Non-Contacting Radar Level Measurement Frequency Tradeoffs

Microwaves have many uses including communications, navigation, radar, radio astronomy, heating and power, and spectroscopy to name a few. For instrumentation and automation, radar level measurement works by emitting microwaves to measure distance. The first radar level measurement system was installed on a commercial oil tanker in 1976.

Emerson's Per Genvad

Today, the technology has advanced to measure levels in tanks and vessels with millimeter-level precision. I saw news of a new whitepaper, The Impact of Frequency in Non-Contacting Radar Level Measurement and reached out to connect with Emerson’s Per Genvad on the team managing Rosemount radar level measurement instrumentation.

The whitepaper describes the radar frequencies used for level measurement and the advantages and disadvantages of the various frequencies. Like most things in engineering, there are tradeoffs with the various frequency ranges used for non-contacting radars. Microwave frequencies used in these applications include:

…low microwave frequency (C and X-band, 6–11 GHz), mid frequency (K-band, 24–29 GHz) and high frequency (W-band, 75–85 GHz).

As the frequency increases so does the attenuation (reduction) of the signal. The whitepaper uses the analogy of music where you are more likely to hear the bass than the treble from your neighbor playing loud music, since the higher frequencies attenuate more before reaching you and don’t travel as well through walls and other obstacles.

In non-contacting radar level measurement applications this means that:

…high frequency radars are more likely to have problems with condensation, vapor, foam, build-up on the antenna, and dust. Low and mid frequency signals with wavelengths in the range of 50 mm to 10 mm are less affected by these kinds of challenges and more likely to pass through them unaffected.

Radar Level Measurement Frequency Attenuation

The antenna that receives back the reflected microwave signal is also affected by the frequency.

The beam angle and beam width is determined by the antenna design in combination with the microwave frequency. High frequency signals can achieve small beam angles with small antennas. Equally, small beam angles can be achieved with low frequency radars, but this requires larger antennas.

The size of the beam has advantages and disadvantages. An advantage of a small beam angle is:

…that it can make it easier to avoid hitting installations in the tank.

A disadvantage is:

…if there is an obstruction directly below the radar a narrow beam will be completely blocked, but a radar with a wider beam will be only partially blocked and still able to measure the product level.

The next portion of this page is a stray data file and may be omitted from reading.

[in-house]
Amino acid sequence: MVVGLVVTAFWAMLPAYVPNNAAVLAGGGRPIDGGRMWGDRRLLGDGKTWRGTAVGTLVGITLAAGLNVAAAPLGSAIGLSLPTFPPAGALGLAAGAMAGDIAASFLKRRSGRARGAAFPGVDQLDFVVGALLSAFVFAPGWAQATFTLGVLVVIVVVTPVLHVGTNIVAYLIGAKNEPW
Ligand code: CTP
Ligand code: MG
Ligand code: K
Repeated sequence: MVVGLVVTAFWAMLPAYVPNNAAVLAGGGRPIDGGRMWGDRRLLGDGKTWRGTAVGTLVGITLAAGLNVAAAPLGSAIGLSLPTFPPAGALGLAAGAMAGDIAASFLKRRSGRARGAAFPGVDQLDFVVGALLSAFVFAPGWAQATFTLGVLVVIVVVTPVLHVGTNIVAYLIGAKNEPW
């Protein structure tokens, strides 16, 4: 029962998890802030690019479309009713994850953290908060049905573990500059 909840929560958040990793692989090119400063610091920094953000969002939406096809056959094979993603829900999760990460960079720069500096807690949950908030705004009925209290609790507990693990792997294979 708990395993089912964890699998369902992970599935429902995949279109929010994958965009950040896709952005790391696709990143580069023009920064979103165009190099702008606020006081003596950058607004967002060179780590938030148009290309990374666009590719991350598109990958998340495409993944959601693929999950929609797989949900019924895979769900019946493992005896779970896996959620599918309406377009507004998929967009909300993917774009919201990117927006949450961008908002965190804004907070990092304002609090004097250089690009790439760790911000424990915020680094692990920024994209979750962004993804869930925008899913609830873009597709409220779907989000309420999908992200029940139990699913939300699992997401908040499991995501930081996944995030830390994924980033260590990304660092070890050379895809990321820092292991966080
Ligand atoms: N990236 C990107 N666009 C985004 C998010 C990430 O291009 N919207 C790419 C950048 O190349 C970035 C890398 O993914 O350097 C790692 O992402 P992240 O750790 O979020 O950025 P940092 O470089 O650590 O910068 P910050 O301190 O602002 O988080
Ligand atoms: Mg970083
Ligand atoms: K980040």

Higher frequencies are more sensitive to antenna misalignment or turbulence on the surface of the liquid being measured which may scatter and disperse the signal and miss being picked up by the antenna.

Microwaves remain unaffected by surface irregularities such as turbulence if the wavelength is larger than the ripple size. For example, the signal return of high frequency radars will be affected and scattered by ripples down to 3,8 mm (0.15-in.) in size, whereas mid-range frequencies will remain unaffected by turbulence up to 2.5 times as large and be reflected as if from a flat surface.

Here is a table of the strengths and weaknesses of the radar frequencies for various level measurement applications:


Low Frequency: 6-11 Ghz

Mid frequency: 24-29 Ghz

High frequency: 75-85 Ghz


  • Can handle obstacles in line of sight
  • Least attenuated by conditions such as:
    • condensation
    • vapor
    • dust
    • build-up
    • foam
  • Least affected by waves or ripples
  • Very good performance in still pipes
  • Can handle obstacles in line of sight
  • Reliable despite conditions such as:
    • condensation
    • vapor
    • dust
    • build-up
    • foam
  • Reliable despite waves or ripples
  • Supports small nozzles (≥11/2-in.)
  • Narrow beam can help avoid obstacles
  • Supports antennas for very small nozzles (≥3/4-in.)
  • Supports very short measuring ranges


  • Requires larger antenna and nozzle
  • More difficult to measure very short ranges
  • Affected by heavy vapors (e.g. anhydrous ammonia, VCM)
  • Affected by dense foam (e.g. latex, molasses)
  • Narrow beam needs free line of sight
  • Sensitive to conditions such as:
    • condensation
    • vapor
    • dust
    • build-up
    • foam
  • Most affected by waves and ripples
  • Sensitive to inclination of the gauge
  • Not suitable for still-pipes and chambers

Read the whitepaper for more about application suitability for dirty and contaminating applications, tanks with condensation and/or vapor, applications with turbulence, waves and ripples, applications with foam, and vessel sizes, and solids level measurement.

If you’re going the October 24-28 Emerson Exchange conference here in Austin, make sure to catch the Level Applications & Selection Considerations Meet the Experts session to discuss the right level measurement technology for your application. You can also connect and interact with other level measurement experts in the Level group of the Emerson Exchange 365 community.

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